Building a net-zero supply chain: navigating the complexities of the transition
We recently hosted an event at the House of Commons where we launched our latest report titled “Business Critical: Building a Net-Zero Supply Chain.”
The critical materials supply chain is central to our transition to zero-emission vehicles and navigating the challenge of achieving net-zero emissions overall. I was pleased to address the gathered industry leaders, experts, and policymakers to explore the complexities of this, from mining to refining, processing, and recycling.
Recognising the need for a shift in mindset and the collaborative effort required, our groundbreaking report provides a detailed overview of the next steps required within the automotive industry, recommending a collaborative and partnership approach to share best practice and help implement upcoming regulation. These are some of my key takeaways from the event and highlights of the core recommendations put forward in our report.
Transitioning to zero emissions
The automotive sector has seen a decade-long focus on electric and zero emission vehicles. The discussion has evolved from first “if and how”, to “when and how”. With the “when” question having been answered, we are now into the “how.” The transition to zero emissions is already underway, although significant challenges remain, particularly in building robust supply chains.
We are living in times of geo-political turmoil that many of us have not known in our working lives. Furthermore, the US Inflation Reduction Act has just introduced additional hurdles which we need to respond to.
Reflecting on the work done by the Automotive Council 18 months ago, four core priorities emerged:
- Transitioning the OEM manufacturing base to zero-emission platforms,
- building a supply chain at scale and pace,
- investing in research and development,
- and aiming for overall industry net-zero emissions.
It is that last point which is now becoming more and more important. While achieving zero emissions at the tailpipe is an important step, it represents just the beginning of a much more complex journey. Achieving net-zero emissions throughout the entire automotive industry requires a comprehensive approach that encompasses every stage of the supply chain, from material extraction and processing to vehicle disposal. Carbon accounting and elimination are central to this effort, making it an immense challenge and is no simple task.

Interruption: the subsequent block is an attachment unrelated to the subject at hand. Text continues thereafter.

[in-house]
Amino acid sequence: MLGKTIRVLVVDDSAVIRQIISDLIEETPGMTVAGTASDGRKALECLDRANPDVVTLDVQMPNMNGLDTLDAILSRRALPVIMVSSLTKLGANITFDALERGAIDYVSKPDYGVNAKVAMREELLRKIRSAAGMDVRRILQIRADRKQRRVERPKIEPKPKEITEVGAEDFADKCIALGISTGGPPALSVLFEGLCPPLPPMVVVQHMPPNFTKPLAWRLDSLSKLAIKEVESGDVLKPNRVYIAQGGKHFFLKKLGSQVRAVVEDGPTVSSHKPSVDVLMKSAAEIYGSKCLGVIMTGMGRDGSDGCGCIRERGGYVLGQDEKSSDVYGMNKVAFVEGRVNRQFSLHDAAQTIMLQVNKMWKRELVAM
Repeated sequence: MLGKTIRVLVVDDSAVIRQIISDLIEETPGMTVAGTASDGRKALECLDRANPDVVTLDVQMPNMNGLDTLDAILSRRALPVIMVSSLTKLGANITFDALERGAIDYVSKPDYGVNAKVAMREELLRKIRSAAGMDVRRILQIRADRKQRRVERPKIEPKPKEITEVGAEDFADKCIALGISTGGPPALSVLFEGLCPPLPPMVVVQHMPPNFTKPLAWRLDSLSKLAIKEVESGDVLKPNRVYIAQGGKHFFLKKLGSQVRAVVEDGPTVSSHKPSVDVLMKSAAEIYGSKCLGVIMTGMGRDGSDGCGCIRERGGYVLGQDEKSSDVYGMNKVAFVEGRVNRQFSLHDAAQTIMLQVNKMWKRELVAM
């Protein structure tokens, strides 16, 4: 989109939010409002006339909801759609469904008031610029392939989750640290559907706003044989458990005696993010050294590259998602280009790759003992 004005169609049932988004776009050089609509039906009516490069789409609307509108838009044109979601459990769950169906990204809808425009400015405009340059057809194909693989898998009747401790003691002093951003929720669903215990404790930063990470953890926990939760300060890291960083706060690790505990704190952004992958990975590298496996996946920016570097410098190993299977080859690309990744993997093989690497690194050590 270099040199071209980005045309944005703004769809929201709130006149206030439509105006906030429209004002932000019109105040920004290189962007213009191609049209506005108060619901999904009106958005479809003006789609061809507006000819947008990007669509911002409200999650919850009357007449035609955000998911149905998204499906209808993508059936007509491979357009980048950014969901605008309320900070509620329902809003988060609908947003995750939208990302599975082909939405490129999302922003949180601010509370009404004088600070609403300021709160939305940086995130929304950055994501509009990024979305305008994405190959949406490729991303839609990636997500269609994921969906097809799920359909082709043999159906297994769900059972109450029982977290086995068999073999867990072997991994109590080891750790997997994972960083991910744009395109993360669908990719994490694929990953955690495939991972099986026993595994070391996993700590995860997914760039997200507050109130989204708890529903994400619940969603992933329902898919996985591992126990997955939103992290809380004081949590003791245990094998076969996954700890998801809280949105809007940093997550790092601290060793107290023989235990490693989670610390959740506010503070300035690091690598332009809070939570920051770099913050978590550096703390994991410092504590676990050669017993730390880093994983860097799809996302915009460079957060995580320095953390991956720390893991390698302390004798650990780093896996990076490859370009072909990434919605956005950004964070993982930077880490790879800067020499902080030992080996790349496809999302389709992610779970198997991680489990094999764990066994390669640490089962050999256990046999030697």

A shift in mindset and collaboration
Acknowledging the scale of the challenge, a shift in mindset is necessary. The transition to net-zero emissions cannot be achieved in isolation; cooperation within the supply chain is crucial. Pre-competitive collaboration on life cycle analysis (LCA) and standards is required to ensure a coordinated effort in the right direction. Which is to say that every level needs to be brought along in tandem, and not leave some behind.
Additionally, small businesses need support in scoping emissions data, as they often face unique constraints compared to larger enterprises. Nobody can be left out of full LCA.
Adapting to regulations and policy changes is crucial for the industry, but it will need smoother processes to make sure that the pace of change is feasible. For example, ensuring permits are issued in a timely manner will avoid delays in business development. Getting permits for recycling can take 18-24 months. That is an impossible amount of time if you are trying to build a business and attract investment.
Lastly, education plays a vital role, ensuring that all stakeholders, particularly policymakers, have a comprehensive understanding of the intricacies involved.
The role of the battery industry
The battery industry is the beachhead for a lot of this, given its rapid growth and the significant impact upcoming regulations and standards will have on it. Tracking and reducing carbon emissions in battery production and recycling processes are paramount. The report emphasises the importance of understanding the entire life cycle of batteries, including recycling and rules of origin for their manufacture.
However, it is essential to broaden our perspective and consider the entire automotive industry, including components such as power electronics, electric machines, door trims, steering wheels, and tyres, in our efforts towards sustainability. We have to do the whole lot.
Building a net-zero supply chain requires a coordinated, collaborative effort from all stakeholders within the automotive industry. The APC’s report, “Business Critical: Building a Net-Zero Supply Chain,” provides valuable insights and recommendations to guide the sector to transition its product lifecycle thinking if it is going to deliver net zero.
The report has four key recommendations for industry to adopt and take forward:
- Supply chain collaboration to implement Life Cycle Analysis (LCA), prepare for future regulations, and agree standards and method.
- Support smaller businesses with LCA skills
- Recycling and re-use regulation and permitting review
- Education on emissions from raw materials versus recycled materials to aid decision-making on investment
By recognising the complexities involved and focusing on collaboration, support for small businesses, understanding the coming regulations, and comprehensive education, we can navigate the challenges ahead.
That geopolitical turmoil has been the catalyst to reduce supply chain distances to reduce our carbon footprint. It also means we can use this as an opportunity to restore activities and manufacturing in the UK.
The time is now to think and plan. We have time to get this right and if we do, it poses a real opportunity for UK automotive manufacturers to lead the way.